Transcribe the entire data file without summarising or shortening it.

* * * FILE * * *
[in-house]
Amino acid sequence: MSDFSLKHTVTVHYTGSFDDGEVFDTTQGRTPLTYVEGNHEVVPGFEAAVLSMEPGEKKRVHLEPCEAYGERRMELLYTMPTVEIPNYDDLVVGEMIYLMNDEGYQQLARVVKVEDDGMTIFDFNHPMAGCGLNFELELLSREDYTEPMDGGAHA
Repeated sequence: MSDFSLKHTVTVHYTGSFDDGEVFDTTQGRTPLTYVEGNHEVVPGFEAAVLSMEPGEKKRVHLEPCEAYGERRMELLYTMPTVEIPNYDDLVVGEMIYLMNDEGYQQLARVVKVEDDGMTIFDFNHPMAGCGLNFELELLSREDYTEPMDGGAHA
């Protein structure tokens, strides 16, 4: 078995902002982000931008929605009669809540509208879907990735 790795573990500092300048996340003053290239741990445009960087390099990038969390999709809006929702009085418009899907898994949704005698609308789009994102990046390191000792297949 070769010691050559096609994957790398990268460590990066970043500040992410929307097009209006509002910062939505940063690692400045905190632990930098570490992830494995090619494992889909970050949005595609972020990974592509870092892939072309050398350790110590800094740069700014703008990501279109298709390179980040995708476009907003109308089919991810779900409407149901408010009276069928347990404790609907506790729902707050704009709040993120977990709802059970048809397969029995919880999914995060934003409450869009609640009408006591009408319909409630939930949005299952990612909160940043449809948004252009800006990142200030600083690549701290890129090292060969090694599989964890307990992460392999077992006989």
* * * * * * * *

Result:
[in-house]
Amino acid sequence: MSDFSLKHTVTVHYTGSFDDGEVFDTTQGRTPLTYVEGNHEVVPGFEAAVLSMEPGEKKRVHLEPCEAYGERRMELLYTMPTVEIPNYDDLVVGEMIYLMNDEGYQQLARVVKVEDDGMTIFDFNHPMAGCGLNFELELLSREDYTEPMDGGAHA
Repeated sequence: MSDFSLKHTVTVHYTGSFDDGEVFDTTQGRTPLTYVEGNHEVVPGFEAAVLSMEPGEKKRVHLEPCEAYGERRMELLYTMPTVEIPNYDDLVVGEMIYLMNDEGYQQLARVVKVEDDGMTIFDFNHPMAGCGLNFELELLSREDYTEPMDGGAHA
């Protein structure tokens, strides 16, 4: 078995902002982000931008929605009669809540509208879907990735 790795573990500092300048996340003053290239741990445009960087390099990038969390999709809006929702009085418009899907898994949704005698609308789009994102990046390191000792297949 070769010691050559096609994957790398990268460590990066970043500040992410929307097009209006509002910062939505940063690692400045905190632990930098570490992830494995090619494992889909970050949005595609972020990974592509870092892939072309050398350790110590800094740069700014703008990501279109298709390179980040995708476009907003109308089919991810779900409407149901408010009276069928347990404790609907506790729902707050704009709040993120977990709802059970048809397969029995919880999914995060934003409450869009609640009408006591009408319909409630939930949005299952990612909160940043449809948004252009800006990142200030600083690549701290890129090292060969090694599989964890307990992460392999077992006989």